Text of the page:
The question is, should people, mainly healthcare workers who have worked closely with Ebola patients in West Africa, be made to go into quarantine when they return here to the United States?
One nurse, Kaci Hickox, who flew back just last weekend says no way!
And she has threatened to sue two states already who tried to force her to do it.
First the state of New Jersey. When Hickox returned to Newark Airport after treating Ebola patients in West Africa, she was detained on mandatory quarantine orders from Governor Chris Christie.
Christie didn’t take kindly to her comments.
When a CDC-ordered test at the airport showed Hickox had an elevated temperature, she was placed in an isolation tent outside a New Jersey hospital, which according to her, had no heat and a box for a toilet.
She hired a lawyer, threatened to sue and soon after was released and driven to her home state of Maine, where she is now promising to defy its mandatory 21-quarantine policy and sue if she has to.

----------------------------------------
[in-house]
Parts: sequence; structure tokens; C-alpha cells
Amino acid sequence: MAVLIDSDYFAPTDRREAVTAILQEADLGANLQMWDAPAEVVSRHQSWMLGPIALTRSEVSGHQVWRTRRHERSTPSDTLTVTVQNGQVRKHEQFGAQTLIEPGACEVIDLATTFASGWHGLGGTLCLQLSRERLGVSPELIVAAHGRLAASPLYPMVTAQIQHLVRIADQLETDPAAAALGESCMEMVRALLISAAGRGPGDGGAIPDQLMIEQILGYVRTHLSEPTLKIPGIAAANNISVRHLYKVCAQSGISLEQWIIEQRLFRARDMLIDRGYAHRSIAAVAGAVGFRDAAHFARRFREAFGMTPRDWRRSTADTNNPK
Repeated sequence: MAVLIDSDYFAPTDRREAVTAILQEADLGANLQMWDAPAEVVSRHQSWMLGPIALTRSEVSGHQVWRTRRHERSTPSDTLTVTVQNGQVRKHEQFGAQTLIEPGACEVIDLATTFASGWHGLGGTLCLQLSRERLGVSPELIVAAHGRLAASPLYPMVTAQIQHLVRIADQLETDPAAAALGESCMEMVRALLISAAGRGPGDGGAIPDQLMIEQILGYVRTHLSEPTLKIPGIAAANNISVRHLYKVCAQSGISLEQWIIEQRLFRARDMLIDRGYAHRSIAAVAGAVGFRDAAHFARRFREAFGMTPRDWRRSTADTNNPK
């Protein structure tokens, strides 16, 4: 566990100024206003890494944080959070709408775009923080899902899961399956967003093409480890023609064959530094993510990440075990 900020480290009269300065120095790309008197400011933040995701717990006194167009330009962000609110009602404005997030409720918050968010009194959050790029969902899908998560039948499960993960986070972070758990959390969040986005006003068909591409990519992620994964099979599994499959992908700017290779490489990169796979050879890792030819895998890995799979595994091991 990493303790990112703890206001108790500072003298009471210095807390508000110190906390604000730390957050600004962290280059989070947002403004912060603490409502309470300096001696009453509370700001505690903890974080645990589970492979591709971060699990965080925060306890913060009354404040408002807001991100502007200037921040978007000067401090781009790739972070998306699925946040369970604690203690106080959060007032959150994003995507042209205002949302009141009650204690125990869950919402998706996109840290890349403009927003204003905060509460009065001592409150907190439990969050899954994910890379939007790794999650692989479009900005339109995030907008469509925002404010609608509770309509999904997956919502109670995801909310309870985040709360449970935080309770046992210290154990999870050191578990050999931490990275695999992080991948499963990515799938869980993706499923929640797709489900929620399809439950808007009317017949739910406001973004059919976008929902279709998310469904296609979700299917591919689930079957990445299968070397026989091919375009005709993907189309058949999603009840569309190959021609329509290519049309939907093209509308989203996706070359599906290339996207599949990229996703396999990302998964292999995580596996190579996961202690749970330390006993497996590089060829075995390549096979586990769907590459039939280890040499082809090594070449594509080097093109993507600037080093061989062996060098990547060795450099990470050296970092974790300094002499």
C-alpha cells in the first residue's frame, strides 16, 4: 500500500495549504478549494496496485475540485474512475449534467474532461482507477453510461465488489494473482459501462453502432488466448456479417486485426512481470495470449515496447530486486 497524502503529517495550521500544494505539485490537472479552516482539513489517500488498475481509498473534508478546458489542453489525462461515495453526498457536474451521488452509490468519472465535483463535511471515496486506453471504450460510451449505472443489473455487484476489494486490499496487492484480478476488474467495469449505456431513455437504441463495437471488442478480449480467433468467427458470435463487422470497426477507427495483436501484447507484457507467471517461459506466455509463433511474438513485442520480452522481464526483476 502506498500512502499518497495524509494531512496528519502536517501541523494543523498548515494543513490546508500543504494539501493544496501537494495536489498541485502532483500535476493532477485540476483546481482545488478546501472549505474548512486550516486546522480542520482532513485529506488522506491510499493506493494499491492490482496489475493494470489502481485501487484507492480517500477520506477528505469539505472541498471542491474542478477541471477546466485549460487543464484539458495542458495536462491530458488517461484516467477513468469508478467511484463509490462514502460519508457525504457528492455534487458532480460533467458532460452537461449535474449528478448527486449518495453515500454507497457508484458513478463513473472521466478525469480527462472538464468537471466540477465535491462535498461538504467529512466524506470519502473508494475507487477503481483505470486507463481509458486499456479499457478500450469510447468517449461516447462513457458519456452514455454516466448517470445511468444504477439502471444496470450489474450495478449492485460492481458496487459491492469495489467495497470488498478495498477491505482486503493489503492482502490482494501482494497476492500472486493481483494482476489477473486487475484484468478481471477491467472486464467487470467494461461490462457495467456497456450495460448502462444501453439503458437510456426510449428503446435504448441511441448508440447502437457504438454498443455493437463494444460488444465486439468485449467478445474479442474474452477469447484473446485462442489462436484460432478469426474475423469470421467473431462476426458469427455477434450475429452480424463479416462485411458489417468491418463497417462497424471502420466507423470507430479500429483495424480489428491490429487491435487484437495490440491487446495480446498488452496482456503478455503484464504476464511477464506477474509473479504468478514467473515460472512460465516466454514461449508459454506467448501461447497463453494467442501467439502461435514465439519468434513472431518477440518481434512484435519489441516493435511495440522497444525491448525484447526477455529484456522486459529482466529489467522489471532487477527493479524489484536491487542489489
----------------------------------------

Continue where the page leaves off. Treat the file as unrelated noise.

Yesterday I asked NBC News freelance photographer Ashoka Mukpo about the controversy.
He survived Ebola after being rushed back here from West Africa earlier this month.
Though Mukpo says science supports the nurse, he also believes that people like himself who have worked closely with Ebola patients in hot zones, must be aware of public perception and fear.
He told me he got in a car to go to a festival last weekend but when he got there he thought better of it and told his friends to take him home.
He’s not even a healthcare worker, but it sounds like the nurse could use a lesson in humility from him.